But it wasn’t his first choice of career. He turned to broadcast journalism in Europe and then to a literary career as a novelist. He eventually attended Trinity College in Dublin, in the environs James Joyce immortalized, and among his closest friends were the future novelist J.P Donleavy and poet Patrick Kavanagh.

 About halfway through this volume Hillman makes his circuitous way to Zurich, first as student and then an analyst and the founder as well as first Director of Studies. He’s made a very fortunate marriage to a Swedish woman who was beautiful, intelligent and rich.

 Hillman’s few but important meetings with Jung in the last year of his life are documented. So are the hothouse politics of the Jungian community, which eventually fan the flames of a scandal when Hillman engages in sexual relations with a patient. His chief antagonist is his own analyst and mentor, who himself had seduced a patient—Hillman’s own wife.

 This episode is handled without sensationalism or moralizing either way, along with Hillman’s own thoughts about it later. The book ends with Hillman about to return to America in the late 60s, deposed from his position in Zurich and ready to confront changing times in his native country.

 Along the way, Hillman’s writings are ably described, enriched by contexts of the time. Though Hillman was an inspiring and beloved figure to his students, patients, and colleagues, there are probably many more who know him chiefly and perhaps only through his books. He applied his creativity and literary craftsmanship to these writings in a genre that he more or less invented. He often noted the roots and history of words, and language and story were key elements in his psychological approach. Among the few personal comments in his books were assertions that he felt himself to be above all a writer. So it is that Hillman continues to have new readers, while we profit from re-reading his work.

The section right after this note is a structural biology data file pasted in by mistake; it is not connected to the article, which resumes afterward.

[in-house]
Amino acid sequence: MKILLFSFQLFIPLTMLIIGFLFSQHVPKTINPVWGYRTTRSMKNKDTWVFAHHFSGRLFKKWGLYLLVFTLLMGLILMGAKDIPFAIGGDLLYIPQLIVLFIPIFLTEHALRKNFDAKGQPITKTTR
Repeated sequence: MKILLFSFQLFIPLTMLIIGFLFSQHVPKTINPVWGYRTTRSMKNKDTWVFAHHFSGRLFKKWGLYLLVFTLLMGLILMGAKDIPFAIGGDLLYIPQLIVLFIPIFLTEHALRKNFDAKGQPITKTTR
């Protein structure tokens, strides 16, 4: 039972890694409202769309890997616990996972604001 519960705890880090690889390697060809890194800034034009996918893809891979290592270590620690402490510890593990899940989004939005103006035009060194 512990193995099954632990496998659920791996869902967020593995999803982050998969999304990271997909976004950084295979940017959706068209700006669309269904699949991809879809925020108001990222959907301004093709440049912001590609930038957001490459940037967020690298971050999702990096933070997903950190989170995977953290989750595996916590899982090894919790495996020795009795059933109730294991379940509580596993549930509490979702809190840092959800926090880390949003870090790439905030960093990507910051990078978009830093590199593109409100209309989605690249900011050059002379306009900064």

This volume enriches that reading experience, and like the best biographies it tells us a lot about those years (the 1920s into the 1960s) in the world. The book is clearly printed on not exceptionally good paper, and the sections of photographs are well done. For some reason the publication of this biography was delayed for something like a year, which for me meant the difference between reviewing it for a print periodical or only here online. That’s too bad, because it doesn’t seem to have received many reviews, and it deserves them.

 Of course, people with prior experience and interest in James Hillman constitute the readership that was waiting for a biography. They shouldn't be disappointed.  But others could find a way into Hillman’s work through this book. Hillman was surprisingly involved in the wider world in a fascinating time, the 1920s through the 1960s of this volume. From a hotel in Atlantic City to James Joyce’s Dublin to Jung’s Zurich! He introduced the jitterbug to Ireland! It’s a fascinating tale, fostering insights into a creative new psychological method with roots deep and true. This book is not sensationalistic and though it’s not necessarily for everybody, it could well be a rich reading experience for more than the already initiated.